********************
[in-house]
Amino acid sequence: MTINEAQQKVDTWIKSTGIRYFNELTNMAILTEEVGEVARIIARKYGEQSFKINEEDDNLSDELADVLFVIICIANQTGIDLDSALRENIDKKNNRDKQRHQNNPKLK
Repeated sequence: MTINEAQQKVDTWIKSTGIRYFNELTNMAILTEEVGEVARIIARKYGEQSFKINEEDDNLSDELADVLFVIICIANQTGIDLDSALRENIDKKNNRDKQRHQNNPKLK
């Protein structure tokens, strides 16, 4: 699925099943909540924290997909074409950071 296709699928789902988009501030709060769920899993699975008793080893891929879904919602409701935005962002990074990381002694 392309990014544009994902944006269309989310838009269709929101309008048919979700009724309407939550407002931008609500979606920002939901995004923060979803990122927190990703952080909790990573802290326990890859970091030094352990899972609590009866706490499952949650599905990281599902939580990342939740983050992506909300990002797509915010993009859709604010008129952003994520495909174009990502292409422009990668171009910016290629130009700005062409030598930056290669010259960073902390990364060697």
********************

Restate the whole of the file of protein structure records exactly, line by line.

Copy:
[in-house]
Amino acid sequence: MTINEAQQKVDTWIKSTGIRYFNELTNMAILTEEVGEVARIIARKYGEQSFKINEEDDNLSDELADVLFVIICIANQTGIDLDSALRENIDKKNNRDKQRHQNNPKLK
Repeated sequence: MTINEAQQKVDTWIKSTGIRYFNELTNMAILTEEVGEVARIIARKYGEQSFKINEEDDNLSDELADVLFVIICIANQTGIDLDSALRENIDKKNNRDKQRHQNNPKLK
């Protein structure tokens, strides 16, 4: 699925099943909540924290997909074409950071 296709699928789902988009501030709060769920899993699975008793080893891929879904919602409701935005962002990074990381002694 392309990014544009994902944006269309989310838009269709929101309008048919979700009724309407939550407002931008609500979606920002939901995004923060979803990122927190990703952080909790990573802290326990890859970091030094352990899972609590009866706490499952949650599905990281599902939580990342939740983050992506909300990002797509915010993009859709604010008129952003994520495909174009990502292409422009990668171009910016290629130009700005062409030598930056290669010259960073902390990364060697």